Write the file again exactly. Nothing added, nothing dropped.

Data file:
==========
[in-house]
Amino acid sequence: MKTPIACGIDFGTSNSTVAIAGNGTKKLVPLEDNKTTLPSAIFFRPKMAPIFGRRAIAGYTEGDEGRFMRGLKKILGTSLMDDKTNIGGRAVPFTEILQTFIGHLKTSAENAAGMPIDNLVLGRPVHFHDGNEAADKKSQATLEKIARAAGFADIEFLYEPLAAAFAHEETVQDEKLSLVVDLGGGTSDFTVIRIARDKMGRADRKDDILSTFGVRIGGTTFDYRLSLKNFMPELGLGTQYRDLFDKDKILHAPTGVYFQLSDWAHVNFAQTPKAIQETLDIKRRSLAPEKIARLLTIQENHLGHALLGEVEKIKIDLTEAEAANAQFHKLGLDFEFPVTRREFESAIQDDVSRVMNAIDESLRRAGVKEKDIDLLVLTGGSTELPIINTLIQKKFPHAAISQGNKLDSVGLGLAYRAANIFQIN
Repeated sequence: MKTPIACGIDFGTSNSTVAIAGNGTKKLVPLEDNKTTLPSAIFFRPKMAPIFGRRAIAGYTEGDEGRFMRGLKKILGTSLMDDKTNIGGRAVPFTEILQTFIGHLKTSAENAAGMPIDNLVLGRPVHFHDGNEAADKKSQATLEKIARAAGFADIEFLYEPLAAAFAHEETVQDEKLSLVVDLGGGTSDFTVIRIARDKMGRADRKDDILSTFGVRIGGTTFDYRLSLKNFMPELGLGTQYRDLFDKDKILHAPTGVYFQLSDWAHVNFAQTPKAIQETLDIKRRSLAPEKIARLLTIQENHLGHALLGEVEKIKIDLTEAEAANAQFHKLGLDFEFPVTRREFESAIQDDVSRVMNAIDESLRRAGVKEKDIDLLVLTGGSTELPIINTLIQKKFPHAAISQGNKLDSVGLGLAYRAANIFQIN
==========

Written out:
[in-house]
Amino acid sequence: MKTPIACGIDFGTSNSTVAIAGNGTKKLVPLEDNKTTLPSAIFFRPKMAPIFGRRAIAGYTEGDEGRFMRGLKKILGTSLMDDKTNIGGRAVPFTEILQTFIGHLKTSAENAAGMPIDNLVLGRPVHFHDGNEAADKKSQATLEKIARAAGFADIEFLYEPLAAAFAHEETVQDEKLSLVVDLGGGTSDFTVIRIARDKMGRADRKDDILSTFGVRIGGTTFDYRLSLKNFMPELGLGTQYRDLFDKDKILHAPTGVYFQLSDWAHVNFAQTPKAIQETLDIKRRSLAPEKIARLLTIQENHLGHALLGEVEKIKIDLTEAEAANAQFHKLGLDFEFPVTRREFESAIQDDVSRVMNAIDESLRRAGVKEKDIDLLVLTGGSTELPIINTLIQKKFPHAAISQGNKLDSVGLGLAYRAANIFQIN
Repeated sequence: MKTPIACGIDFGTSNSTVAIAGNGTKKLVPLEDNKTTLPSAIFFRPKMAPIFGRRAIAGYTEGDEGRFMRGLKKILGTSLMDDKTNIGGRAVPFTEILQTFIGHLKTSAENAAGMPIDNLVLGRPVHFHDGNEAADKKSQATLEKIARAAGFADIEFLYEPLAAAFAHEETVQDEKLSLVVDLGGGTSDFTVIRIARDKMGRADRKDDILSTFGVRIGGTTFDYRLSLKNFMPELGLGTQYRDLFDKDKILHAPTGVYFQLSDWAHVNFAQTPKAIQETLDIKRRSLAPEKIARLLTIQENHLGHALLGEVEKIKIDLTEAEAANAQFHKLGLDFEFPVTRREFESAIQDDVSRVMNAIDESLRRAGVKEKDIDLLVLTGGSTELPIINTLIQKKFPHAAISQGNKLDSVGLGLAYRAANIFQIN